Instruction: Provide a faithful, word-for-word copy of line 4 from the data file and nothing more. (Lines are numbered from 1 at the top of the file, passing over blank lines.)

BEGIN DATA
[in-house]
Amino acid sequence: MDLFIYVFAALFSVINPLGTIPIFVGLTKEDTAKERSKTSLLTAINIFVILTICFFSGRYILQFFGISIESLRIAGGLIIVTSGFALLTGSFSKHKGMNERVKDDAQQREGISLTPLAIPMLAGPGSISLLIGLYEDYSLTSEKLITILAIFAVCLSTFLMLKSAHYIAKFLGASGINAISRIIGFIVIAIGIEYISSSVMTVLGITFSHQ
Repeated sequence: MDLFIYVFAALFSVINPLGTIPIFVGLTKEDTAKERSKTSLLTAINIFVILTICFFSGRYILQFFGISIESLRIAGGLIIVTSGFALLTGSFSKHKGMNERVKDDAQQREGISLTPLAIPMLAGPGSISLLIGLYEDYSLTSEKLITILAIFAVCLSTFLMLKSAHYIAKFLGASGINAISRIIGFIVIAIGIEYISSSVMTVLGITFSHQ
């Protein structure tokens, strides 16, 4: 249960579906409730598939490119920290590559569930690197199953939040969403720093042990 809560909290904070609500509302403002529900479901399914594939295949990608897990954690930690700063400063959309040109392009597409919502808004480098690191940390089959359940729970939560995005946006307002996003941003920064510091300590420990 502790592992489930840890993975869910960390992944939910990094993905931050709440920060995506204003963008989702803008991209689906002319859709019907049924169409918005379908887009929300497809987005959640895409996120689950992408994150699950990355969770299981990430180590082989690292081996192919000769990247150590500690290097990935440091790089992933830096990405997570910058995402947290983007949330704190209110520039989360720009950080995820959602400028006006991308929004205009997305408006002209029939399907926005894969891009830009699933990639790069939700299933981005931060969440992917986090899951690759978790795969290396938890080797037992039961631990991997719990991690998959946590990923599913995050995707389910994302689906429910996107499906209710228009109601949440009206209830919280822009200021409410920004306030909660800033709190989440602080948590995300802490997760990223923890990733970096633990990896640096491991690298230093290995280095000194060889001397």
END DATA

């Protein structure tokens, strides 16, 4: 249960579906409730598939490119920290590559569930690197199953939040969403720093042990 809560909290904070609500509302403002529900479901399914594939295949990608897990954690930690700063400063959309040109392009597409919502808004480098690191940390089959359940729970939560995005946006307002996003941003920064510091300590420990 502790592992489930840890993975869910960390992944939910990094993905931050709440920060995506204003963008989702803008991209689906002319859709019907049924169409918005379908887009929300497809987005959640895409996120689950992408994150699950990355969770299981990430180590082989690292081996192919000769990247150590500690290097990935440091790089992933830096990405997570910058995402947290983007949330704190209110520039989360720009950080995820959602400028006006991308929004205009997305408006002209029939399907926005894969891009830009699933990639790069939700299933981005931060969440992917986090899951690759978790795969290396938890080797037992039961631990991997719990991690998959946590990923599913995050995707389910994302689906429910996107499906209710228009109601949440009206209830919280822009200021409410920004306030909660800033709190989440602080948590995300802490997760990223923890990733970096633990990896640096491991690298230093290995280095000194060889001397």